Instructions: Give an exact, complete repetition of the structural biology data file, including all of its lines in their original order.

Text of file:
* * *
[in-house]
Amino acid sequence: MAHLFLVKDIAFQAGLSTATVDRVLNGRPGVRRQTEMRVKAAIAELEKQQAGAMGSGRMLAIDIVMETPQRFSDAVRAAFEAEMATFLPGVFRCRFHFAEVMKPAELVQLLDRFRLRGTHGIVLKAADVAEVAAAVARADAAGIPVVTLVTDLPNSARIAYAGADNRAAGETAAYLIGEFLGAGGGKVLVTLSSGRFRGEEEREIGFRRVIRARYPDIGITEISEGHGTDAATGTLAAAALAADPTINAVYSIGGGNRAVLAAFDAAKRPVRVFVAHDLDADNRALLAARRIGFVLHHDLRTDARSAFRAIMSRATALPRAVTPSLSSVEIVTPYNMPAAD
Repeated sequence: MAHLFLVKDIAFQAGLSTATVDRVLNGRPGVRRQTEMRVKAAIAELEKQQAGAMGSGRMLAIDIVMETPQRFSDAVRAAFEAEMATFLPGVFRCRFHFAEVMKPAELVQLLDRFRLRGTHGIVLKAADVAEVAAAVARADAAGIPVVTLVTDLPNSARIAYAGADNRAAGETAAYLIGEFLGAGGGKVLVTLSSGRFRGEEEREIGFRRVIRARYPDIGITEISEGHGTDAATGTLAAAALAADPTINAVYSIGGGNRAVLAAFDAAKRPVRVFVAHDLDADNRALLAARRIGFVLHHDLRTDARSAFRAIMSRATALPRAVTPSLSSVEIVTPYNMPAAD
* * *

[in-house]
Amino acid sequence: MAHLFLVKDIAFQAGLSTATVDRVLNGRPGVRRQTEMRVKAAIAELEKQQAGAMGSGRMLAIDIVMETPQRFSDAVRAAFEAEMATFLPGVFRCRFHFAEVMKPAELVQLLDRFRLRGTHGIVLKAADVAEVAAAVARADAAGIPVVTLVTDLPNSARIAYAGADNRAAGETAAYLIGEFLGAGGGKVLVTLSSGRFRGEEEREIGFRRVIRARYPDIGITEISEGHGTDAATGTLAAAALAADPTINAVYSIGGGNRAVLAAFDAAKRPVRVFVAHDLDADNRALLAARRIGFVLHHDLRTDARSAFRAIMSRATALPRAVTPSLSSVEIVTPYNMPAAD
Repeated sequence: MAHLFLVKDIAFQAGLSTATVDRVLNGRPGVRRQTEMRVKAAIAELEKQQAGAMGSGRMLAIDIVMETPQRFSDAVRAAFEAEMATFLPGVFRCRFHFAEVMKPAELVQLLDRFRLRGTHGIVLKAADVAEVAAAVARADAAGIPVVTLVTDLPNSARIAYAGADNRAAGETAAYLIGEFLGAGGGKVLVTLSSGRFRGEEEREIGFRRVIRARYPDIGITEISEGHGTDAATGTLAAAALAADPTINAVYSIGGGNRAVLAAFDAAKRPVRVFVAHDLDADNRALLAARRIGFVLHHDLRTDARSAFRAIMSRATALPRAVTPSLSSVEIVTPYNMPAAD